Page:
Special attention for Sjogren's syndrome in April
April 11, 2013
Bethesda, Md.—More than 4 million Americans suffer from Sjogren's syndrome, according to the Sjogren's Syndrome Foundation, and the syndrome is in the spotlight in April, which is national Sjogren's Awareness Month.
With Sjogren's syndrome, a person's white blood cells attack his or her moisture-producing glands. The disease is often underdiagnosed or misdiagnosed, says the SSF. The most common symptoms of Sjogren's syndrome include dry mouth and eyes, fatigue and musculoskeletal pain. The disease is more prevalent in women, who account for nine out of 10 patients with the disease, SSF says.
During Sjogren's Awareness Month, SSF encourages health care professionals, especially dentists, eye doctors and gynecologists, to keep the chronic disease top of mind as sufferers often are misdiagnosed on average for 4.7 years before a determination of Sjogren's syndrome is finally made, says SSF.
New York-based Carroll Petrie Foundation has donated $100,000 to SSF to help the organization increase awareness.
SSF is a nonprofit organization based in Bethesda, Md.
It was founded in 1983 to provide patients with practical information and coping strategies that minimize the effects of Sjogren's. SSF also acts as a clearinghouse for medical information and a national advocate in the battle against the disease.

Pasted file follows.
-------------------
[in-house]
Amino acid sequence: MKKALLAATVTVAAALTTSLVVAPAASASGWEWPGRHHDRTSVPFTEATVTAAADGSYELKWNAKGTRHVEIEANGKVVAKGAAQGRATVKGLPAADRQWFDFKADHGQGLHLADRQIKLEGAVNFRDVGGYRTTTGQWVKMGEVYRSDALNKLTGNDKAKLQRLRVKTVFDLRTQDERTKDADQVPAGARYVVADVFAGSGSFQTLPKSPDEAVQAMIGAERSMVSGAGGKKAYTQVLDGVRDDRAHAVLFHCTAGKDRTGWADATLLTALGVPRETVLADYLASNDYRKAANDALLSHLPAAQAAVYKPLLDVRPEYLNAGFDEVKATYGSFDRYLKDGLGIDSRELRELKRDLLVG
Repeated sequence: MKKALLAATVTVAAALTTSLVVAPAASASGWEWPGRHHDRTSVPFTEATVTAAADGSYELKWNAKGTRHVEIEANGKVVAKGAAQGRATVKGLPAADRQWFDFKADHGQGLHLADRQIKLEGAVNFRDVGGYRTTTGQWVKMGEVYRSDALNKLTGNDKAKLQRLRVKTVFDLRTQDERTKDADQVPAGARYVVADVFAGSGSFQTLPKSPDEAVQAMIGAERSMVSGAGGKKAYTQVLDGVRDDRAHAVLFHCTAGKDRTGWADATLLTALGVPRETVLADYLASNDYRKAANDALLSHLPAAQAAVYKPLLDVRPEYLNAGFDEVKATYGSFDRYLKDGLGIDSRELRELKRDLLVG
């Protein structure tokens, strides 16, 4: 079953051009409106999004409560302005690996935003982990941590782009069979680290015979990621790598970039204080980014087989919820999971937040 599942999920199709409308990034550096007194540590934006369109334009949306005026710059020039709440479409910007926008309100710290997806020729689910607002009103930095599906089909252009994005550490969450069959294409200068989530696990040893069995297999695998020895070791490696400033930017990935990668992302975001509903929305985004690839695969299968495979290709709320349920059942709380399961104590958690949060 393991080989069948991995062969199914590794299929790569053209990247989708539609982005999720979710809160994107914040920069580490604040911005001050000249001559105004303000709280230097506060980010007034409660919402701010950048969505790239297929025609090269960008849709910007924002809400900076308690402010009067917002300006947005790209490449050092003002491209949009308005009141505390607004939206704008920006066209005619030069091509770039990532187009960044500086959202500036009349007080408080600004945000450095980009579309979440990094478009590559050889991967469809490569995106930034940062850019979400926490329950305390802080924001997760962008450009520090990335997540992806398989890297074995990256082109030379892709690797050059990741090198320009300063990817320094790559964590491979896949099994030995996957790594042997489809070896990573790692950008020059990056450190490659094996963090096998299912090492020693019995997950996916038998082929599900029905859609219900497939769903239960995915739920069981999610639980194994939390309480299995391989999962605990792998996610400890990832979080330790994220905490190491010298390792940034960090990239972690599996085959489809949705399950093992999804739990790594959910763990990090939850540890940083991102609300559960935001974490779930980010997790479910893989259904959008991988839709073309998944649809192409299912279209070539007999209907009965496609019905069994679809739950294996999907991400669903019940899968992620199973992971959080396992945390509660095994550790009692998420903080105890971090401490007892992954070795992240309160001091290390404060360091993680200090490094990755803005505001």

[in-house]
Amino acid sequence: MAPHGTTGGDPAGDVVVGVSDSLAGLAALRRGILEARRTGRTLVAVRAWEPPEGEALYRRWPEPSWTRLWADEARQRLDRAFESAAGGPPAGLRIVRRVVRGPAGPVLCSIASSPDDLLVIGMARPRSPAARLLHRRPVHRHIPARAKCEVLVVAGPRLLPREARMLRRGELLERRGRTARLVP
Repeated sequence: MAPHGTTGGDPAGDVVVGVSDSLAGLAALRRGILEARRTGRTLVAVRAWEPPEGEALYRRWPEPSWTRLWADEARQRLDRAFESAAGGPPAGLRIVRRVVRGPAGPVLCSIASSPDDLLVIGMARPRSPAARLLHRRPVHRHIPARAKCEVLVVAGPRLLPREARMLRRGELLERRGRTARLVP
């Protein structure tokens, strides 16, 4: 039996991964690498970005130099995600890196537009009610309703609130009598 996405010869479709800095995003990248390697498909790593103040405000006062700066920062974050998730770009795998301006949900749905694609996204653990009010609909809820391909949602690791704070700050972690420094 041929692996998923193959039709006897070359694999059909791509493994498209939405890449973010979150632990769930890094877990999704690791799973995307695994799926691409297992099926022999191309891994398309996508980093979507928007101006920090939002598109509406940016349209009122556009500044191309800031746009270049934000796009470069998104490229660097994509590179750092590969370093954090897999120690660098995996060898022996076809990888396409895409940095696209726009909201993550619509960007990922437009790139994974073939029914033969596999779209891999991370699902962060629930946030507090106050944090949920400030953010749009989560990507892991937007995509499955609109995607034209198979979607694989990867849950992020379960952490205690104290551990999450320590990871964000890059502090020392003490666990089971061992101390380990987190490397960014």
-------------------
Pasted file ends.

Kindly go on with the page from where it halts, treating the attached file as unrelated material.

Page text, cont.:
The Carroll Petrie Foundation is a private foundation based in New York City.
For more information about Sjogren's syndrome, visit sjogrens.org. The National Institutes of Health and the National Institute of Dental and Craniofacial Research also have resources on Sjogren's syndrome.
Based at the University of California, San Francisco, the Sjogren's International Collaborative Clinical Alliance is another source of information. SICCA is a collaboration of clinical and laboratory investigators from institutions worldwide who study individuals with Sjogren's syndrome and compile the International Sjogren's Syndrome Registry.